Congress Grills Tech Titans as Lawmakers Consider Amending Rule Protecting Platforms from Lawsuits

The CEOs of Google, Facebook and Twitter were questioned sharply by U.S. lawmakers yesterday in a five-hour hearing in Washington, D.C.

Sundar Pichai of Google,  Mark Zuckerberg of Facebook and Jack Dorsey of Twitter faced questions about the extent of their responsibility for disseminating lies about Covid-19 vaccines, harming the mental health of children, encouraging racism and fomenting violence at a Jan. 6 riot at the Capitol that left five people dead.

“At the heart of the hearing were questions about whether the companies had a financial incentive to keep users engaged — and clicking on ads — by feeding them divisive, extreme and hateful content,” writes David McCabe and Cecilia Kang of The New York Times. “Lawmakers from both parties said Congress should reconsider a law that shields the platforms from lawsuits over content posted by their users.”


In Turnaround, Intel Will Make Chips for Other Companies

Intel is shifting a long-standing strategy in hopes of reversing its fortunes in a rapidly changing market.

“After years of struggling to keep up with competitors, Intel will adopt their core strategy by making other companies' chips for them, new Chief Executive Pat Gelsinger said Tuesday. Intel largely has focused on making its own chips, but that'll change with the new and independent Intel Foundry Services business unit,” writes Stephen Shankland of C-NET. “If the shift works, it'll mark a major turnaround for a decades-old Silicon Valley powerhouse. For years, technology leadership and the ‘Intel Inside’ marketing campaign kept the chipmaker at the forefront of personal technology. But in recent years, Intel failed to tap into the mobile market and has suffered several delays to PC processor progress.”


Amazon Picks New Chief Executive for AWS

Amazon has chosen Tableau CEO Adam Selipsky as the new chief executive of Amazon Web Services.

“His hiring is part of a major leadership transition at Amazon (AMZN) after founder and CEO Jeff Bezos announced in February he would be stepping into the role of executive chair later this year, to be replaced as chief executive by Andy Jassy, the current head of Amazon Web Services. The ascension plan solidified the importance of AWS to the internet giant's future — and raised big questions about who would take over leading it,” writes Clare Duffy of CNN Business. “Selipsky spent nearly the past five years serving as chief executive of cloud data company Tableau, during which time the company's value quadrupled before being acquired by Salesforce for $15.7 billion in 2019.”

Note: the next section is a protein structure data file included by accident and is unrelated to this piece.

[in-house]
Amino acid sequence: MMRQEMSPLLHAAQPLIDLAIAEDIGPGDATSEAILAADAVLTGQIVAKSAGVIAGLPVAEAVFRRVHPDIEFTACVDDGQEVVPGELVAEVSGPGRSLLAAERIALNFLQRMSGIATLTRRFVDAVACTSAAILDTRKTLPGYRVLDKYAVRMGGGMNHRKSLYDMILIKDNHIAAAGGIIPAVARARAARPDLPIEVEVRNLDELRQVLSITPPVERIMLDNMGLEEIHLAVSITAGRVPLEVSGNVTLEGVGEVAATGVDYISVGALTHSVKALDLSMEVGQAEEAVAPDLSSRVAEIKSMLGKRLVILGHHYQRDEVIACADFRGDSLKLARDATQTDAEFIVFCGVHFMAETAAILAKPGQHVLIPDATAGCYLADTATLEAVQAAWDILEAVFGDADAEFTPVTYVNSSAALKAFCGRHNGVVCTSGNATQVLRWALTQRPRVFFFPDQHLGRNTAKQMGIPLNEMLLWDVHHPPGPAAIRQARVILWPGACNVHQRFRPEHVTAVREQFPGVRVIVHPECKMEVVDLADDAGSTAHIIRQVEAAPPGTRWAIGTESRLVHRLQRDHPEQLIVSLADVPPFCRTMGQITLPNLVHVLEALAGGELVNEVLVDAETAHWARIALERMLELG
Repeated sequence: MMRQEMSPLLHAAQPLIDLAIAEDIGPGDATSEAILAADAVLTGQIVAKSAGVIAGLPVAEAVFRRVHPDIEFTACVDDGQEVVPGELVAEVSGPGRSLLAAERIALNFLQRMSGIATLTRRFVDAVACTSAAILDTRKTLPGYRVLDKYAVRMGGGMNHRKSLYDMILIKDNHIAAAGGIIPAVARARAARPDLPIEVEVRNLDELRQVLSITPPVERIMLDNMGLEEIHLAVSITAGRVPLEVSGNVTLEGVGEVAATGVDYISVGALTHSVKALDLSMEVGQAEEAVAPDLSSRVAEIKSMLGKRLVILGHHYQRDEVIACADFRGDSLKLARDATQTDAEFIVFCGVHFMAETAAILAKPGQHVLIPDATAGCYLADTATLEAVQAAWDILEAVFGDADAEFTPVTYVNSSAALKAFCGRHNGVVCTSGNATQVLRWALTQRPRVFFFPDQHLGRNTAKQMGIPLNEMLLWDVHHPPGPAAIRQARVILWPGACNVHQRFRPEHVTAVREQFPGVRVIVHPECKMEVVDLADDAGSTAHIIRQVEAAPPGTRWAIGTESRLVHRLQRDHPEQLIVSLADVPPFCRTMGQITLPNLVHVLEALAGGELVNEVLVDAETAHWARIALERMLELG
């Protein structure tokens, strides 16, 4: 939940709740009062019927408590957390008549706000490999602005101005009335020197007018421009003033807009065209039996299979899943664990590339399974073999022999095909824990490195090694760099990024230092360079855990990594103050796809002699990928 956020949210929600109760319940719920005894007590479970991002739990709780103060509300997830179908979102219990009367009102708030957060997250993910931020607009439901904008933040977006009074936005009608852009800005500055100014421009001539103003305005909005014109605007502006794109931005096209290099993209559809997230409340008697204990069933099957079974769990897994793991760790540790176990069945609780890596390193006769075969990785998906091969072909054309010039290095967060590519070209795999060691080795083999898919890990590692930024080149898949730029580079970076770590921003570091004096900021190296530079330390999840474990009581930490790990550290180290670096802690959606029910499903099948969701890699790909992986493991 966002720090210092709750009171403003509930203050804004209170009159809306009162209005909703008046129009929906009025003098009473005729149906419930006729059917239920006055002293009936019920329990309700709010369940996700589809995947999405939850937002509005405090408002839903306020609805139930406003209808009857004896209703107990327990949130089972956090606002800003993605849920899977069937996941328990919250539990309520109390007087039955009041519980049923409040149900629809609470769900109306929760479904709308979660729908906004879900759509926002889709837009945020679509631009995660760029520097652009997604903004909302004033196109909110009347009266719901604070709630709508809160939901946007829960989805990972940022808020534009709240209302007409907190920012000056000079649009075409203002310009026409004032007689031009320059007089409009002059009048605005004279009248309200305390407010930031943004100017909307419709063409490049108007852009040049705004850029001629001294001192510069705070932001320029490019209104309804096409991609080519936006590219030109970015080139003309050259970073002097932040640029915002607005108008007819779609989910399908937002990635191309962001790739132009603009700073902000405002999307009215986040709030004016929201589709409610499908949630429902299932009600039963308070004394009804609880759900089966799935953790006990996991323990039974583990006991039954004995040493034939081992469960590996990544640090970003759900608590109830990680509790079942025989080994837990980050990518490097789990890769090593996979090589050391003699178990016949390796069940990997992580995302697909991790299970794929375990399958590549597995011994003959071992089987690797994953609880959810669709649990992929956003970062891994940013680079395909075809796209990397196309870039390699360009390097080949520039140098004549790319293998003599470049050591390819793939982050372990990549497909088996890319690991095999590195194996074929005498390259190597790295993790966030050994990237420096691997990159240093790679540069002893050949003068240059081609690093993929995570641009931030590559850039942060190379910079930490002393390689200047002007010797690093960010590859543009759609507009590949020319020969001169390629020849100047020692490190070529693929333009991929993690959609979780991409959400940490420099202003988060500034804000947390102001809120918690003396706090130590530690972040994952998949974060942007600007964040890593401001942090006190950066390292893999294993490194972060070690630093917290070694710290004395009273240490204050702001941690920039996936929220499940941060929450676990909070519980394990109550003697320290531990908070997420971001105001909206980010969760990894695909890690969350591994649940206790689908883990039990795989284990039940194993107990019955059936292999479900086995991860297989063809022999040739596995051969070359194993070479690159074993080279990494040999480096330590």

Ahead of IPO, Coinbase Users Air Complaints

Even one of the safest cryptocurrency companies is experiencing customer-service issues, according to a news report quoted in The Verge.

“As it prepares to go public, Coinbase is still struggling to provide support to customers who have issues with funds being available, or their accounts being hacked or locked, according to a report in The New York Times. The exchange is often considered to be one of the safer bets for those looking to invest in crypto, but the story shows that users who run into trouble could be left out in the cold,” writes Mitchell Clark of The Verge. “The Times tells the story of dozens of customers who have had money stolen from their accounts, or who have had their accounts locked (which seems to be a frequent complaint), and their difficulties getting in touch with a real person at Coinbase.”


Surge in NFTs Driving New Investments

Usually, we write about how technology is supporting or enabling new business models that are drive market growth. In the case of NFTs, technology is creating the business model and driving market growth.

“NFTs, or non-fungible tokens, have exploded in popularity this year in tandem with a rise in the values of cryptocurrencies like bitcoin and ether. They’re a type of digital asset designed to track ownership of a unique virtual item — such as a piece of art or sports trading cards — using blockchain technology,” writes Ryan Browne of CNBC. “The trend hasn’t gone unnoticed by investors, who have poured $90 million into NFT and digital collectibles companies so far in 2021, according to data shared with CNBC by Pitchbook. That’s almost triple the $35 million that NFT start-ups raised last year.”

Earlier this month, an NFT created by the digital artist known as Beeple was sold in an online auction for $69.3 million with fees, according to a report in the New York Times.